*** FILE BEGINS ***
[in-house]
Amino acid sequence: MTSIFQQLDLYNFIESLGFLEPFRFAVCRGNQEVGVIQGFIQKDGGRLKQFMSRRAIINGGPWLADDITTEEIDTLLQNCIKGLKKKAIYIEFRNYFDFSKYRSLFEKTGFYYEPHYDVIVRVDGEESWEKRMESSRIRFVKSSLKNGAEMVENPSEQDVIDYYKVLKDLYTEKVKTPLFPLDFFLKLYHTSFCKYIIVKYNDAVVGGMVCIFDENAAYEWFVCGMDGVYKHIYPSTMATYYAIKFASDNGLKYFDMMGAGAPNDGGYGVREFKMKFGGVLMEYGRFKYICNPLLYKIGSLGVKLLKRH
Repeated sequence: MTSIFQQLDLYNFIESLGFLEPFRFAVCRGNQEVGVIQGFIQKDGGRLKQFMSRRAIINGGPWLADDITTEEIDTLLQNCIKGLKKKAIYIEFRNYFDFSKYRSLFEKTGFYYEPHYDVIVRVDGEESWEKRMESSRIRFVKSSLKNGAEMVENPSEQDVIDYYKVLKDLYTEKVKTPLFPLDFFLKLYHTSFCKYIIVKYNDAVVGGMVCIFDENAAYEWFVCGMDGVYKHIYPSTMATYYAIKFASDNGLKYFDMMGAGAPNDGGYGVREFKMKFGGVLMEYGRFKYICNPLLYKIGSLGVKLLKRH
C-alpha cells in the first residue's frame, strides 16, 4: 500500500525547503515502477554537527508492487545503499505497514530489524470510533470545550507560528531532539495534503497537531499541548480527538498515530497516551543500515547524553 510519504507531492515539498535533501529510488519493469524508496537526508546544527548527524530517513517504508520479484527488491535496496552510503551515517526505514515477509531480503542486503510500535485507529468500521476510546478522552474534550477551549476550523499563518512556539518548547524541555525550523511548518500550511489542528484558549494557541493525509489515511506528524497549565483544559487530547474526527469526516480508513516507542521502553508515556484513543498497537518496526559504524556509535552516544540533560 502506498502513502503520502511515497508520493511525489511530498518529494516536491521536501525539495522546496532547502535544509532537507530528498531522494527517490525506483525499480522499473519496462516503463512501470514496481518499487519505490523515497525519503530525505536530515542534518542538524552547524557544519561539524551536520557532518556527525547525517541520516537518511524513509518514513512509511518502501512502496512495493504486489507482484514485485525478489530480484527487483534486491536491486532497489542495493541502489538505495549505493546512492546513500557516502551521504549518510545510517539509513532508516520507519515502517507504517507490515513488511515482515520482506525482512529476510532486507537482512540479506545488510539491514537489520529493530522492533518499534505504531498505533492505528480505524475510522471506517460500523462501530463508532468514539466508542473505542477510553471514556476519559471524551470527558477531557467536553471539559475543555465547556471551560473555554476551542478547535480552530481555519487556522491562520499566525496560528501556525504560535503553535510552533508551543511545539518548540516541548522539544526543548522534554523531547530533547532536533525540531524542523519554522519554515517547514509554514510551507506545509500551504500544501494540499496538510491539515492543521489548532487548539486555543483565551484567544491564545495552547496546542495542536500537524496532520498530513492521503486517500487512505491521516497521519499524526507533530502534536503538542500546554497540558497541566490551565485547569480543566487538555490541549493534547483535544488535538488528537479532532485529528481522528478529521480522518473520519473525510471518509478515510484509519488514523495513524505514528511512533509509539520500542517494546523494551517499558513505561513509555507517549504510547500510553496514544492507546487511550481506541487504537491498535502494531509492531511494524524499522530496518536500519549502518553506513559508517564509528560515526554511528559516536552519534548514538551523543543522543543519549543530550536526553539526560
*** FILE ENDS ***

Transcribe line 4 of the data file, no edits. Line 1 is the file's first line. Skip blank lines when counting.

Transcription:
C-alpha cells in the first residue's frame, strides 16, 4: 500500500525547503515502477554537527508492487545503499505497514530489524470510533470545550507560528531532539495534503497537531499541548480527538498515530497516551543500515547524553 510519504507531492515539498535533501529510488519493469524508496537526508546544527548527524530517513517504508520479484527488491535496496552510503551515517526505514515477509531480503542486503510500535485507529468500521476510546478522552474534550477551549476550523499563518512556539518548547524541555525550523511548518500550511489542528484558549494557541493525509489515511506528524497549565483544559487530547474526527469526516480508513516507542521502553508515556484513543498497537518496526559504524556509535552516544540533560 502506498502513502503520502511515497508520493511525489511530498518529494516536491521536501525539495522546496532547502535544509532537507530528498531522494527517490525506483525499480522499473519496462516503463512501470514496481518499487519505490523515497525519503530525505536530515542534518542538524552547524557544519561539524551536520557532518556527525547525517541520516537518511524513509518514513512509511518502501512502496512495493504486489507482484514485485525478489530480484527487483534486491536491486532497489542495493541502489538505495549505493546512492546513500557516502551521504549518510545510517539509513532508516520507519515502517507504517507490515513488511515482515520482506525482512529476510532486507537482512540479506545488510539491514537489520529493530522492533518499534505504531498505533492505528480505524475510522471506517460500523462501530463508532468514539466508542473505542477510553471514556476519559471524551470527558477531557467536553471539559475543555465547556471551560473555554476551542478547535480552530481555519487556522491562520499566525496560528501556525504560535503553535510552533508551543511545539518548540516541548522539544526543548522534554523531547530533547532536533525540531524542523519554522519554515517547514509554514510551507506545509500551504500544501494540499496538510491539515492543521489548532487548539486555543483565551484567544491564545495552547496546542495542536500537524496532520498530513492521503486517500487512505491521516497521519499524526507533530502534536503538542500546554497540558497541566490551565485547569480543566487538555490541549493534547483535544488535538488528537479532532485529528481522528478529521480522518473520519473525510471518509478515510484509519488514523495513524505514528511512533509509539520500542517494546523494551517499558513505561513509555507517549504510547500510553496514544492507546487511550481506541487504537491498535502494531509492531511494524524499522530496518536500519549502518553506513559508517564509528560515526554511528559516536552519534548514538551523543543522543543519549543530550536526553539526560